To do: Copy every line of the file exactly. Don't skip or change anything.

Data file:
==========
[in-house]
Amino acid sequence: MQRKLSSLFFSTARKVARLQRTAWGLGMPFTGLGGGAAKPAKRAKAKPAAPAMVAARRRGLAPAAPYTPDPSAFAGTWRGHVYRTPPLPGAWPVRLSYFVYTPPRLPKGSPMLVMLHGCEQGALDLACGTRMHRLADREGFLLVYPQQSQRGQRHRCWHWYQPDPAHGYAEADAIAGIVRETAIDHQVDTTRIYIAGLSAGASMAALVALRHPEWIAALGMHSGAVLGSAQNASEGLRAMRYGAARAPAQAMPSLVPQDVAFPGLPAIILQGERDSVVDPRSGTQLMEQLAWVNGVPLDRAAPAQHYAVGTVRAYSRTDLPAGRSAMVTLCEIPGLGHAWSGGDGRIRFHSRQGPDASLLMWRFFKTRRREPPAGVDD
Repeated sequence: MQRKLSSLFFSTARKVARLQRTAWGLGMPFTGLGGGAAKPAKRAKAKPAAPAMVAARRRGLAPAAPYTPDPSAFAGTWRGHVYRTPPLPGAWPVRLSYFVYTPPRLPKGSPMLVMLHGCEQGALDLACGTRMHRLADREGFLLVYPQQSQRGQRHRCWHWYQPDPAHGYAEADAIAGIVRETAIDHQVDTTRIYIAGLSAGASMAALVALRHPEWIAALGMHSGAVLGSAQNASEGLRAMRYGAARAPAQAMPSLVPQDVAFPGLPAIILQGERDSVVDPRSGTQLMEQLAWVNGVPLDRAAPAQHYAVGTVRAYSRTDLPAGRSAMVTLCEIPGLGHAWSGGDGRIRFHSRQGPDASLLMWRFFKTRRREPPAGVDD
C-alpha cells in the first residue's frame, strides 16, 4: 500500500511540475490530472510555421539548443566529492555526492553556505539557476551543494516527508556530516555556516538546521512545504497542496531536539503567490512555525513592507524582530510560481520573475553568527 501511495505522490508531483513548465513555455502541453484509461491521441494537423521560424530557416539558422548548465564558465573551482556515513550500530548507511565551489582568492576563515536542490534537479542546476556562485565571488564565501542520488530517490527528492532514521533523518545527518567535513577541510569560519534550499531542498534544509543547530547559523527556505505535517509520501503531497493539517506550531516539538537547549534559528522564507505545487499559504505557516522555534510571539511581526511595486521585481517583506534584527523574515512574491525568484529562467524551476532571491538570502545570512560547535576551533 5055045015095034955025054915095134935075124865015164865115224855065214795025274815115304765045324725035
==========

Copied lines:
[in-house]
Amino acid sequence: MQRKLSSLFFSTARKVARLQRTAWGLGMPFTGLGGGAAKPAKRAKAKPAAPAMVAARRRGLAPAAPYTPDPSAFAGTWRGHVYRTPPLPGAWPVRLSYFVYTPPRLPKGSPMLVMLHGCEQGALDLACGTRMHRLADREGFLLVYPQQSQRGQRHRCWHWYQPDPAHGYAEADAIAGIVRETAIDHQVDTTRIYIAGLSAGASMAALVALRHPEWIAALGMHSGAVLGSAQNASEGLRAMRYGAARAPAQAMPSLVPQDVAFPGLPAIILQGERDSVVDPRSGTQLMEQLAWVNGVPLDRAAPAQHYAVGTVRAYSRTDLPAGRSAMVTLCEIPGLGHAWSGGDGRIRFHSRQGPDASLLMWRFFKTRRREPPAGVDD
Repeated sequence: MQRKLSSLFFSTARKVARLQRTAWGLGMPFTGLGGGAAKPAKRAKAKPAAPAMVAARRRGLAPAAPYTPDPSAFAGTWRGHVYRTPPLPGAWPVRLSYFVYTPPRLPKGSPMLVMLHGCEQGALDLACGTRMHRLADREGFLLVYPQQSQRGQRHRCWHWYQPDPAHGYAEADAIAGIVRETAIDHQVDTTRIYIAGLSAGASMAALVALRHPEWIAALGMHSGAVLGSAQNASEGLRAMRYGAARAPAQAMPSLVPQDVAFPGLPAIILQGERDSVVDPRSGTQLMEQLAWVNGVPLDRAAPAQHYAVGTVRAYSRTDLPAGRSAMVTLCEIPGLGHAWSGGDGRIRFHSRQGPDASLLMWRFFKTRRREPPAGVDD
C-alpha cells in the first residue's frame, strides 16, 4: 500500500511540475490530472510555421539548443566529492555526492553556505539557476551543494516527508556530516555556516538546521512545504497542496531536539503567490512555525513592507524582530510560481520573475553568527 501511495505522490508531483513548465513555455502541453484509461491521441494537423521560424530557416539558422548548465564558465573551482556515513550500530548507511565551489582568492576563515536542490534537479542546476556562485565571488564565501542520488530517490527528492532514521533523518545527518567535513577541510569560519534550499531542498534544509543547530547559523527556505505535517509520501503531497493539517506550531516539538537547549534559528522564507505545487499559504505557516522555534510571539511581526511595486521585481517583506534584527523574515512574491525568484529562467524551476532571491538570502545570512560547535576551533 5055045015095034955025054915095134935075124865015164865115224855065214795025274815115304765045324725035